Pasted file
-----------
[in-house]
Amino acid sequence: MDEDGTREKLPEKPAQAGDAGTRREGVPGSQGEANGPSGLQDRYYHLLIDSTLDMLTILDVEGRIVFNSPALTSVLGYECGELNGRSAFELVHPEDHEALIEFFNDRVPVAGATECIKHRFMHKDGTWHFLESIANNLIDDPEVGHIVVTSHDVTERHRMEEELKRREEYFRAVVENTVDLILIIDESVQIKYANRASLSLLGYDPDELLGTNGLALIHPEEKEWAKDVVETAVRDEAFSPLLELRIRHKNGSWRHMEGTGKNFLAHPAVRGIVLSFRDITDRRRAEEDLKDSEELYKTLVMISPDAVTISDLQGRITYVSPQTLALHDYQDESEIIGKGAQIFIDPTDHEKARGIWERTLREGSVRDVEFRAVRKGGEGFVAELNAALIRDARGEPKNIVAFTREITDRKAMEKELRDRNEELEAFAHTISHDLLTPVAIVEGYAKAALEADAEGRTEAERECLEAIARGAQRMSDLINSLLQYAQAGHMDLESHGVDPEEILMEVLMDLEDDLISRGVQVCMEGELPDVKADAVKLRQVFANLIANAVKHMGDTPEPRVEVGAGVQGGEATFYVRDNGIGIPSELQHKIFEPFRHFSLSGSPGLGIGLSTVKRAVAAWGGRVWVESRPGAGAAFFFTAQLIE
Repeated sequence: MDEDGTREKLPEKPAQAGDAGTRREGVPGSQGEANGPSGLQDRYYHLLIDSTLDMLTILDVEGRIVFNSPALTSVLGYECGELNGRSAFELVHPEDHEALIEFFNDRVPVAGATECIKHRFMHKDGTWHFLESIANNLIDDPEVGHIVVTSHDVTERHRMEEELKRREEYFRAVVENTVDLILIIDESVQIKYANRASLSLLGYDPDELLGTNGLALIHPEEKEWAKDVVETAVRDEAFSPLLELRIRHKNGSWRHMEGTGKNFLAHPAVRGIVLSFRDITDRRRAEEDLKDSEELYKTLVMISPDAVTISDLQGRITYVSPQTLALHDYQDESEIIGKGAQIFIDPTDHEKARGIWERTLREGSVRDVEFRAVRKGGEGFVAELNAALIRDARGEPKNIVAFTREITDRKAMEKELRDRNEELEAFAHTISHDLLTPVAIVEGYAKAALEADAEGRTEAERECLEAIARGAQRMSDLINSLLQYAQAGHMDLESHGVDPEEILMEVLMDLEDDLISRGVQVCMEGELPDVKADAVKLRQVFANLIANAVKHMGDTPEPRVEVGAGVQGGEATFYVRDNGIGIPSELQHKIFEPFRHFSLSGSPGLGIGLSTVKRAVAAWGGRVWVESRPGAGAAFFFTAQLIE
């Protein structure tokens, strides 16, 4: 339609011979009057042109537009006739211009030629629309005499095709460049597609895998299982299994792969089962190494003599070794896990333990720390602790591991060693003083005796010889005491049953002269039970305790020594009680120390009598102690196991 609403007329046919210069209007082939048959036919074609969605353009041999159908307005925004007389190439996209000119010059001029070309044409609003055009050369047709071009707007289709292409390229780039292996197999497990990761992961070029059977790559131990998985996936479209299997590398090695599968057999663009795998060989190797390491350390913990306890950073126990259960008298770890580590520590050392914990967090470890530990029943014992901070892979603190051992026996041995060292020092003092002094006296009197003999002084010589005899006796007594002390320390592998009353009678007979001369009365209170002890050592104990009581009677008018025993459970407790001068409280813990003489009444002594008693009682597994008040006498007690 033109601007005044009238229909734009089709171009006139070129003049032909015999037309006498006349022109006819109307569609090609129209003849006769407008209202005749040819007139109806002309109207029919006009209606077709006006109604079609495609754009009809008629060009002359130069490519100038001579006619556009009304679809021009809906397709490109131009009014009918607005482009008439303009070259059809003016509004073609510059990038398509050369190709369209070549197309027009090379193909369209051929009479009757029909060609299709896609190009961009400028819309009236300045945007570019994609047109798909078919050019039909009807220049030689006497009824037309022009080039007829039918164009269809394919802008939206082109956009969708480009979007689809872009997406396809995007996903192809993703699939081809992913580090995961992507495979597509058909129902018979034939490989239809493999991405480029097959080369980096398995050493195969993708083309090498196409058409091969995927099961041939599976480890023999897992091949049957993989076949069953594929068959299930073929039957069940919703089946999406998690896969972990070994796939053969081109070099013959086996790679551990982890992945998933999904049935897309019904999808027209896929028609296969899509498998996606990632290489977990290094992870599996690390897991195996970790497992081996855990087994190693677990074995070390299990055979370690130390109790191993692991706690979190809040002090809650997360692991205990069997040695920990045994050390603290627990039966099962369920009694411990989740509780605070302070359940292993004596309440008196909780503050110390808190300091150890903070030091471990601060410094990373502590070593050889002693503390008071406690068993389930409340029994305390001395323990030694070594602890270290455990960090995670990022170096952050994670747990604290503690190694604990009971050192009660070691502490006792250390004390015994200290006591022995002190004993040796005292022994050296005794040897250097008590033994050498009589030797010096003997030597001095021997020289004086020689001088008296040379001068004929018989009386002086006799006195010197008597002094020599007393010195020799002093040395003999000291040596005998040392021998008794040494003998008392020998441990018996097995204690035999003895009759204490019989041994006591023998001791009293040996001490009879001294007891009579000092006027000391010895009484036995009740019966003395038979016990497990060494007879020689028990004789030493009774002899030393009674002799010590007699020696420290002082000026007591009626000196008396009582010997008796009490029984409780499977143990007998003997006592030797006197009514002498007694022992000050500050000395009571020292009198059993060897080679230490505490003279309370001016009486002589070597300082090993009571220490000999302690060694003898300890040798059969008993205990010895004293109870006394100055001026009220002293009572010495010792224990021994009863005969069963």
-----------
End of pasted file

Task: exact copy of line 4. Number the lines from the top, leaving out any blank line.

């Protein structure tokens, strides 16, 4: 339609011979009057042109537009006739211009030629629309005499095709460049597609895998299982299994792969089962190494003599070794896990333990720390602790591991060693003083005796010889005491049953002269039970305790020594009680120390009598102690196991 609403007329046919210069209007082939048959036919074609969605353009041999159908307005925004007389190439996209000119010059001029070309044409609003055009050369047709071009707007289709292409390229780039292996197999497990990761992961070029059977790559131990998985996936479209299997590398090695599968057999663009795998060989190797390491350390913990306890950073126990259960008298770890580590520590050392914990967090470890530990029943014992901070892979603190051992026996041995060292020092003092002094006296009197003999002084010589005899006796007594002390320390592998009353009678007979001369009365209170002890050592104990009581009677008018025993459970407790001068409280813990003489009444002594008693009682597994008040006498007690 033109601007005044009238229909734009089709171009006139070129003049032909015999037309006498006349022109006819109307569609090609129209003849006769407008209202005749040819007139109806002309109207029919006009209606077709006006109604079609495609754009009809008629060009002359130069490519100038001579006619556009009304679809021009809906397709490109131009009014009918607005482009008439303009070259059809003016509004073609510059990038398509050369190709369209070549197309027009090379193909369209051929009479009757029909060609299709896609190009961009400028819309009236300045945007570019994609047109798909078919050019039909009807220049030689006497009824037309022009080039007829039918164009269809394919802008939206082109956009969708480009979007689809872009997406396809995007996903192809993703699939081809992913580090995961992507495979597509058909129902018979034939490989239809493999991405480029097959080369980096398995050493195969993708083309090498196409058409091969995927099961041939599976480890023999897992091949049957993989076949069953594929068959299930073929039957069940919703089946999406998690896969972990070994796939053969081109070099013959086996790679551990982890992945998933999904049935897309019904999808027209896929028609296969899509498998996606990632290489977990290094992870599996690390897991195996970790497992081996855990087994190693677990074995070390299990055979370690130390109790191993692991706690979190809040002090809650997360692991205990069997040695920990045994050390603290627990039966099962369920009694411990989740509780605070302070359940292993004596309440008196909780503050110390808190300091150890903070030091471990601060410094990373502590070593050889002693503390008071406690068993389930409340029994305390001395323990030694070594602890270290455990960090995670990022170096952050994670747990604290503690190694604990009971050192009660070691502490006792250390004390015994200290006591022995002190004993040796005292022994050296005794040897250097008590033994050498009589030797010096003997030597001095021997020289004086020689001088008296040379001068004929018989009386002086006799006195010197008597002094020599007393010195020799002093040395003999000291040596005998040392021998008794040494003998008392020998441990018996097995204690035999003895009759204490019989041994006591023998001791009293040996001490009879001294007891009579000092006027000391010895009484036995009740019966003395038979016990497990060494007879020689028990004789030493009774002899030393009674002799010590007699020696420290002082000026007591009626000196008396009582010997008796009490029984409780499977143990007998003997006592030797006197009514002498007694022992000050500050000395009571020292009198059993060897080679230490505490003279309370001016009486002589070597300082090993009571220490000999302690060694003898300890040798059969008993205990010895004293109870006394100055001026009220002293009572010495010792224990021994009863005969069963």